Universal Audio Volt Series- Game-changer on a Budget!


If you've attended any of my Home Studio Primer webinars over the last two years, you're very familiar with audio interfaces that don't break that bank but offer excellent audio quality. There are a number of boxes in the $100-$300 range that all effectively do the same thing. The Focusrite Scarlett Solo, Presonus USB 96, SSL2, and on and on. They all offer a single mic input (or two), a headphone output and possibly speaker outputs, plus some form of direct monitoring/ zero latency monitoring. They're all great! But there has been one missing element in all of them that Universal Audio seems to have brought to the table.


Most basic audio interfaces in the lower price range offer a direct, clean path to your DAW. But as an engineer dealing with actors recording from home, I can tell you that there is one consistent problem when it comes to moments where a voice actor needs to project or shout- and that's clipping. In the analog world, when a mic level gets too loud, it will distort. In the digital world, it will cause a sharp 'snap'' as the waveform peaks. This may also be accompanied by some pretty awful distortion. If the work you're doing is generally basic voiceover recording, you're mostly going to 'set it and forget it'. Get a healthy input gain that gives you a little bit of headroom to spare just in case you need to push a little harder. Simple. But if you're doing animation work or video games, you're likely going to need to nail some pretty loud moments. In larger stages like Digital Arts Studio E, backing off the mic a foot or two is a great way to project. The room was built with that in mind, so when directors ask for it- we're prepared. But even the best home setups don't have that flexibility... and backing up even a few inches reveals the inherent 'boxiness' of even the most expensive home booths. My work-around for most people is to have them set a normal speaking level on their interface, and put a pencil mark there. Next, speak softly and turn the gain up to where it's a nice level- and put a mark there too. Lastly, turn the gain way down and shout. Put a mark where your knob is a good level that doesn't clip. Now in session, if they want you to suddenly shout a line, you have a quick target to dial in for that.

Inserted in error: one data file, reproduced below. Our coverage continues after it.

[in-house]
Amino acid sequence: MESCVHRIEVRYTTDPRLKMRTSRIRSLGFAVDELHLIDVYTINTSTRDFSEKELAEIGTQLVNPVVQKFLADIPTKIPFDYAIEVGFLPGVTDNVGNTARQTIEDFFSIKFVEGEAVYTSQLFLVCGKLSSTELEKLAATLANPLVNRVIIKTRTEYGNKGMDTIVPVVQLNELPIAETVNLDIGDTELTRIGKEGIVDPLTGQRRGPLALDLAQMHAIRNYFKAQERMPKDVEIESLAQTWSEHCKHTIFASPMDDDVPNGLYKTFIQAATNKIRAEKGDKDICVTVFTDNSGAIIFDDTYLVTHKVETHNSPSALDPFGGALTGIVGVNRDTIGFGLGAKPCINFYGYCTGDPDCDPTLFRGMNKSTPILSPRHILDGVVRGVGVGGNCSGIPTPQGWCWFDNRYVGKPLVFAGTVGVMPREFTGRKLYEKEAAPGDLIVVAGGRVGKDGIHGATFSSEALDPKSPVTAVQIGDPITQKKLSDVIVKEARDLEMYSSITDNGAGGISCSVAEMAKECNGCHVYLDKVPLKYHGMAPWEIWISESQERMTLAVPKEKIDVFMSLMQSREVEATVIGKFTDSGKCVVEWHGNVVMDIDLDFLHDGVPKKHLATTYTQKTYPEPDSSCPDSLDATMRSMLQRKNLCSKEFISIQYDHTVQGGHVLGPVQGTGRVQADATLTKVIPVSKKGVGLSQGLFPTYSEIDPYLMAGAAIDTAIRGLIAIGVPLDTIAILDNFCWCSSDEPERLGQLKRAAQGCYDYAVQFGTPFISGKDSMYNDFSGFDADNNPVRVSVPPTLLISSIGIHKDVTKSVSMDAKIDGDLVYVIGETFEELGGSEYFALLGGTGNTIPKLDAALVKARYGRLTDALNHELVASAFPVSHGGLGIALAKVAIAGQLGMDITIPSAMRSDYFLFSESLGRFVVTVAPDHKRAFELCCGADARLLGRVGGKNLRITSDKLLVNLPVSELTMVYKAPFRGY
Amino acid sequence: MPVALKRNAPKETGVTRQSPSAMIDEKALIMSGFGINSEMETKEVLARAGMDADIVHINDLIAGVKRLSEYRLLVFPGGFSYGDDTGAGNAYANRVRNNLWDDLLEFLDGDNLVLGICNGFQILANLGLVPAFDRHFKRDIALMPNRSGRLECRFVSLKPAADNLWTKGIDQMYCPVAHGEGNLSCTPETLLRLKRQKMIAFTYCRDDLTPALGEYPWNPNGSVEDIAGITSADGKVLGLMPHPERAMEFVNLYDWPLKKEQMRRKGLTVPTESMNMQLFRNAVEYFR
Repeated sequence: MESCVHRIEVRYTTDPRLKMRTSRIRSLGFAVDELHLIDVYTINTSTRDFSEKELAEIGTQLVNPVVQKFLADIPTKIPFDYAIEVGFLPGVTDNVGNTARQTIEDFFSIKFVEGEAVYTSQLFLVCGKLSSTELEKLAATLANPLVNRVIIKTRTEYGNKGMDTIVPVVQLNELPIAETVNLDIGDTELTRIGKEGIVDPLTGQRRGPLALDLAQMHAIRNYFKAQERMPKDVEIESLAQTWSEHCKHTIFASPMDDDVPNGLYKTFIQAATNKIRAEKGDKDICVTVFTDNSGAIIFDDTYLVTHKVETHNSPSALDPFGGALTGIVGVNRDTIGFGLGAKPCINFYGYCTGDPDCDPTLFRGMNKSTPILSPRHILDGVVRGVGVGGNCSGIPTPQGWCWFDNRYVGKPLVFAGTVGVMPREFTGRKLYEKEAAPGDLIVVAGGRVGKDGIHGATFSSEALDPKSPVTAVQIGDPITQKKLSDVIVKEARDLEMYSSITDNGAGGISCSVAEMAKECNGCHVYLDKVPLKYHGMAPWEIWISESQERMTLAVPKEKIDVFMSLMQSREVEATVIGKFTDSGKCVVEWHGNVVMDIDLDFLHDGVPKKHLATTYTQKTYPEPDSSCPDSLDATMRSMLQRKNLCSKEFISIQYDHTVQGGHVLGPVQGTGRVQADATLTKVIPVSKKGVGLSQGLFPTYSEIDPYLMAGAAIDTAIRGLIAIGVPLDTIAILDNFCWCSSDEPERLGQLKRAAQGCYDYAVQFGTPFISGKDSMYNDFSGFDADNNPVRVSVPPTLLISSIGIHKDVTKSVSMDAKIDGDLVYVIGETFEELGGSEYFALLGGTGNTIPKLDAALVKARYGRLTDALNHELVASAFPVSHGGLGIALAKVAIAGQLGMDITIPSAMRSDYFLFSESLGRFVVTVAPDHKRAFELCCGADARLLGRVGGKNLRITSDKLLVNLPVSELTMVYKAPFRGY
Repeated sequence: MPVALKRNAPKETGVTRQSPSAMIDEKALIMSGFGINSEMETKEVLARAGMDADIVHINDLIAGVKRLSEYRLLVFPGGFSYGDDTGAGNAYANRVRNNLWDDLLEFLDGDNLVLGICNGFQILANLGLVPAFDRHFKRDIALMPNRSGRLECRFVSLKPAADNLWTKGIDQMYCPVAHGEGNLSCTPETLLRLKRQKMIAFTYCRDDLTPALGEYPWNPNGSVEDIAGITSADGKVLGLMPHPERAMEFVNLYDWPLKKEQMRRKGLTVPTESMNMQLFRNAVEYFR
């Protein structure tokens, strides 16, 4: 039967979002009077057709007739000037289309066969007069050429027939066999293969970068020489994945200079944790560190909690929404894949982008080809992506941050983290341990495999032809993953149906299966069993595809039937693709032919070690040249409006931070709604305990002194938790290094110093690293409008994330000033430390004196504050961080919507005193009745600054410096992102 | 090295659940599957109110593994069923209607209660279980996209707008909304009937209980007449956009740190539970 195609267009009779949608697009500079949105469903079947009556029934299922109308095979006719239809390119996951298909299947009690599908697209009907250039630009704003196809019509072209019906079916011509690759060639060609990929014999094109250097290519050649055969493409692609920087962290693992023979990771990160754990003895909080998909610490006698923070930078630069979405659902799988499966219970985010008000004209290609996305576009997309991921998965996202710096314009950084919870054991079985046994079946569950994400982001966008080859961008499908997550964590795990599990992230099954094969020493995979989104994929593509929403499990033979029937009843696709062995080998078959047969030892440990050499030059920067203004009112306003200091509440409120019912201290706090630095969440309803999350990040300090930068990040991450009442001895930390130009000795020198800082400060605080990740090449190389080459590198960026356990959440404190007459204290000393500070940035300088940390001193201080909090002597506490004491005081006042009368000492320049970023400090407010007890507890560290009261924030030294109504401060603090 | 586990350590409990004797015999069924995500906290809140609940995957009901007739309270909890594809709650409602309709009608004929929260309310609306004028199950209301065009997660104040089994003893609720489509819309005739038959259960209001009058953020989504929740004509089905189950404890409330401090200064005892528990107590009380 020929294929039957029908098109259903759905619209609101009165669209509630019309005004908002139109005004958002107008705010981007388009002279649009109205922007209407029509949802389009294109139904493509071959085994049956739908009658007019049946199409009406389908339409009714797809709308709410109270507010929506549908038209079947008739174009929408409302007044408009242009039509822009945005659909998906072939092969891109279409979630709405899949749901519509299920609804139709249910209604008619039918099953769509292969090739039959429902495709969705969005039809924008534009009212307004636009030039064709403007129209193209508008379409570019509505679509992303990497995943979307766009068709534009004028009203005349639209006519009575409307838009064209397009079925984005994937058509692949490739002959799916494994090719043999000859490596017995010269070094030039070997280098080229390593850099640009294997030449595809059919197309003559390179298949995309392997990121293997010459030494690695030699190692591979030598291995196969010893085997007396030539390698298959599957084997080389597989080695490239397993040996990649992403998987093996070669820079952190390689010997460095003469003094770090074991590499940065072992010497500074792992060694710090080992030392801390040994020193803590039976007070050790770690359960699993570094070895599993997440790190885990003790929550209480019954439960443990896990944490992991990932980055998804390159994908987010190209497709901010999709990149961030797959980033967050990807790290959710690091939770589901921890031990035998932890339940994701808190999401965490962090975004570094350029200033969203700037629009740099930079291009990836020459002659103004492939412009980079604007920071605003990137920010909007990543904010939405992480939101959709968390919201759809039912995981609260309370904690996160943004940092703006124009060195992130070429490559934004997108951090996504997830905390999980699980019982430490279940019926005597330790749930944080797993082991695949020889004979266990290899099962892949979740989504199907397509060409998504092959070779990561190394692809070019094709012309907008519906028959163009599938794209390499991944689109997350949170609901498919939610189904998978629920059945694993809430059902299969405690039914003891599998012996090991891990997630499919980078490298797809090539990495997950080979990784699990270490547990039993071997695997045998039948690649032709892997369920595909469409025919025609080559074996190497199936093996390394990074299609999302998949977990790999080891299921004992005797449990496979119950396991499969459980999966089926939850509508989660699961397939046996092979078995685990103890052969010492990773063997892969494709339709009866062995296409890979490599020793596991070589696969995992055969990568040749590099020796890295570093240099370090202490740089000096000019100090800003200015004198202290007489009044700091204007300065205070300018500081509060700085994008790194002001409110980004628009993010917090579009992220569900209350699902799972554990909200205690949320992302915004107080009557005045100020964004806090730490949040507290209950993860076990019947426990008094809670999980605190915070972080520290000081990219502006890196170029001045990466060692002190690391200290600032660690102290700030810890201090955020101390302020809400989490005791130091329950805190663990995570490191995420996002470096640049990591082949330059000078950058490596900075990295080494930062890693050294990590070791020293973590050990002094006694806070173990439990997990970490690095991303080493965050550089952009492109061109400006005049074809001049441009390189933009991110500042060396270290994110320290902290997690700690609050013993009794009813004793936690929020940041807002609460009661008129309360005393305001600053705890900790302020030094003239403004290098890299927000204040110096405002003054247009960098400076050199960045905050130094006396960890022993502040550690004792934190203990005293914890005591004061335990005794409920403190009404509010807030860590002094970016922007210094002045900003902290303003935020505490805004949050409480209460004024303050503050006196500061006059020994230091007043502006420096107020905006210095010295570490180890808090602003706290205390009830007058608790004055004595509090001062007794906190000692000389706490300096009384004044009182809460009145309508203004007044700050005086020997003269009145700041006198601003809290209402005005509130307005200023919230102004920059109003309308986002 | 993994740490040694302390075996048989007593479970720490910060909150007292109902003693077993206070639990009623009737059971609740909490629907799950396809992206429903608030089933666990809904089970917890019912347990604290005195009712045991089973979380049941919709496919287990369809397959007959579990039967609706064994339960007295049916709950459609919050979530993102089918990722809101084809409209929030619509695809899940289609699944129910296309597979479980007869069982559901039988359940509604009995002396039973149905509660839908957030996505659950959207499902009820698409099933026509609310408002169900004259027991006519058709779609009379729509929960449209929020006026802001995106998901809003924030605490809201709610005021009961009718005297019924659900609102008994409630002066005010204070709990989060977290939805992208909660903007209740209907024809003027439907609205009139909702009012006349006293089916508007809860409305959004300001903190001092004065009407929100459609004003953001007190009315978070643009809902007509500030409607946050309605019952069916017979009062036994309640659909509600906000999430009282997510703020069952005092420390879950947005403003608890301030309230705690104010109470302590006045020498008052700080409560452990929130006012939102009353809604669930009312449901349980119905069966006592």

This all seems easy enough, right? You'd think so! But very few people do it. At the studio, we use compression to pick up the slack. Not a ton of it- but enough to catch those moments before they blow us away, givi